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I'm trying to find a reference for the following fact:

If Tate's conjecture is true for all smooth projective varieties over $\mathbb{F}_p$, then the Frobenius endomorphism on the crystalline cohomology of any such variety is semisimple.

This is stated in the Coleman-Edixhoven paper on the semisimplicity of the $U_p$-operator on modular forms. They reference Milne's paper "Motives over finite fields" (in the 1991 Motives conference proceedings, ed. Janssen/Kleiman/Serre).

I found Milne's paper on the web, and it gives two references for the corresponding statement for $\ell$-adic cohomology ($\ell \ne p$) and then says "There is an analogous statement ... for the crystalline cohomology" without giving a reference (or a precise statement) for this. Moreover, one of the references for the $\ell \ne p$ case is to Milne's book "Arithmetic Duality Theorems" but points to an apparently non-existent section 8.6; while the other reference Milne gives is to Tate's article in the same proceedings, which does not seem to prove anything about semisimplicity as far as I can see.

Can anyone tell me where I can find a proof of the above implication written down?

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Tate's conjecture certainly implies that the eigenvalues $q^{i/2}$ occur semisimply (cf. Tate's article), and this implies that all eigenvalues occur semisimply by the Kunneth formula. – mephisto Feb 20 '11 at 20:13
The reference "Milne 1986" in Milne's conference article should be to his 1986 Am J Math paper,where you will find the above proof, not to his book. – mephisto Feb 20 '11 at 20:26
@David: They reference Milne's paper... Has reference become a verb in England too? – Chandan Singh Dalawat Feb 21 '11 at 5:56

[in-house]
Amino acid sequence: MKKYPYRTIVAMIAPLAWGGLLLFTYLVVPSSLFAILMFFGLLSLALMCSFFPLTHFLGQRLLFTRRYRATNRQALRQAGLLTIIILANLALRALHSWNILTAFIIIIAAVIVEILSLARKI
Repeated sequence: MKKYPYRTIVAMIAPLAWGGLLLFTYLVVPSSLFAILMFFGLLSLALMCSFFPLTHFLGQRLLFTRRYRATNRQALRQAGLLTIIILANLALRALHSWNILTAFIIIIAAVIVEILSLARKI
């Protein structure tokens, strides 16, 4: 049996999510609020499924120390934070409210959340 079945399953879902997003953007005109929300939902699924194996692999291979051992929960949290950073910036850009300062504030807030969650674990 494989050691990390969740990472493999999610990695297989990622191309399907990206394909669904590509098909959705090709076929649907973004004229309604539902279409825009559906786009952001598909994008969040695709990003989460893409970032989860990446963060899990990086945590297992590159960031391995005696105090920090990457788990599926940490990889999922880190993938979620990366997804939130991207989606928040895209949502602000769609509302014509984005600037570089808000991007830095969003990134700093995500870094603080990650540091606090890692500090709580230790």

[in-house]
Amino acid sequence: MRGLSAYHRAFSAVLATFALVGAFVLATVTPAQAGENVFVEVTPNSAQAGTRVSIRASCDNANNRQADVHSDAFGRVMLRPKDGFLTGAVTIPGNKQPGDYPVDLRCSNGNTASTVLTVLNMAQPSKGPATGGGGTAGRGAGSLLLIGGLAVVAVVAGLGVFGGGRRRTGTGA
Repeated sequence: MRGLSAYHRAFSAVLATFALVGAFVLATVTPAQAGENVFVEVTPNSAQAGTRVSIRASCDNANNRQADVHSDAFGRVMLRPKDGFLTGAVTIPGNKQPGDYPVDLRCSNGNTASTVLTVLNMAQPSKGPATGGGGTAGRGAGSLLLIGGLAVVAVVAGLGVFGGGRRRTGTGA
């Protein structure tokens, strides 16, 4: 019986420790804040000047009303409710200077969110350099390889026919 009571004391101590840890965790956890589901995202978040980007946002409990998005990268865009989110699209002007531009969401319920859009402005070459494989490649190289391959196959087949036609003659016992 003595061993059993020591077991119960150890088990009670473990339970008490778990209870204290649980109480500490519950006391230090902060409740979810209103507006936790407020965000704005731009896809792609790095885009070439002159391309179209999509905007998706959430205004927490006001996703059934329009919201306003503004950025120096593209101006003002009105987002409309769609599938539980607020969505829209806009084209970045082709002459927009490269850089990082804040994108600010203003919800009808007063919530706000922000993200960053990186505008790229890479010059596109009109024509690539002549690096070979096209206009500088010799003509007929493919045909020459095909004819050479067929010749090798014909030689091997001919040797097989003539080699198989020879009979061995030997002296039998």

According to the Oxford English Dictionary that usage is well-established in British English (they cite examples going back to 1957). – David Loeffler Feb 21 '11 at 15:46
Do they cite examples, or do they reference them? (Sorry, I could not stop myself.) – jmc Nov 6 '12 at 0:26
up vote 16 down vote accepted

Milne's Remark 8.6 in Amer. J. Math. 1986 implicitely includes two algebraic statements:

  1. Tensor product respects generalised eigenspaces.
  2. Let $V, W$ be representations of a group over a field of characteristic $0$. If $V\otimes W$ is semi-simple, then $V$ is semi-simple.

Both statements are true but not so immediate. A proof of 2 is in Serre, J. Alg. 194 (1997), Prop. 2.3, while his prop. 7.2.1 shows that characteristic $0$ is necessary (in char. $p$, $\dim W\not\equiv 0\pmod{p}$ is sufficient but the other congruence can yield counterexamples).

For 1, here is a short argument. Let $v$ an endomorphism of $V$ and $w$ be an endomorphism of $W$. Assume that $(v-a)^m=0$ and that $(w-b)^n=0$ for some scalars $a,b$. Then $$(v\otimes w - ab)^{mn}=0$$ because $v\otimes w - ab=(v-a)\otimes w + a1\otimes(w-b)$, a sum of two nilpotent operators which commute.

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Welcome on mathoverflow, Bruno. – Joël Nov 6 '12 at 0:22
Bienvenu, Bruno ! – Chandan Singh Dalawat Nov 6 '12 at 4:59

Actually, the proof of Remark 8.6 is elementary. Let $\alpha$ be an endomorphism of vector space $W$, and suppose that it doesn't act semisimply. Then there exists a vector $e$ and a scalar $a$ such that $(\alpha-a)^2e=0$ but $(\alpha-a)e\neq 0$, say $\alpha e=ae+t$ with $t\neq 0$ (after possibly extending scalars). In the situation of 8.6, we have another vector space $W$, endomorphism $\beta$, and a vector $f$ such that $\beta f=a^{-1}f$. Now one checks that $(\alpha\otimes\beta-1)^2(e\otimes f)=0$ but $(\alpha\otimes\beta-1)(e\otimes f)\neq 0$, contradicting the semisimplicity of $\alpha\otimes\beta$ at $1$.

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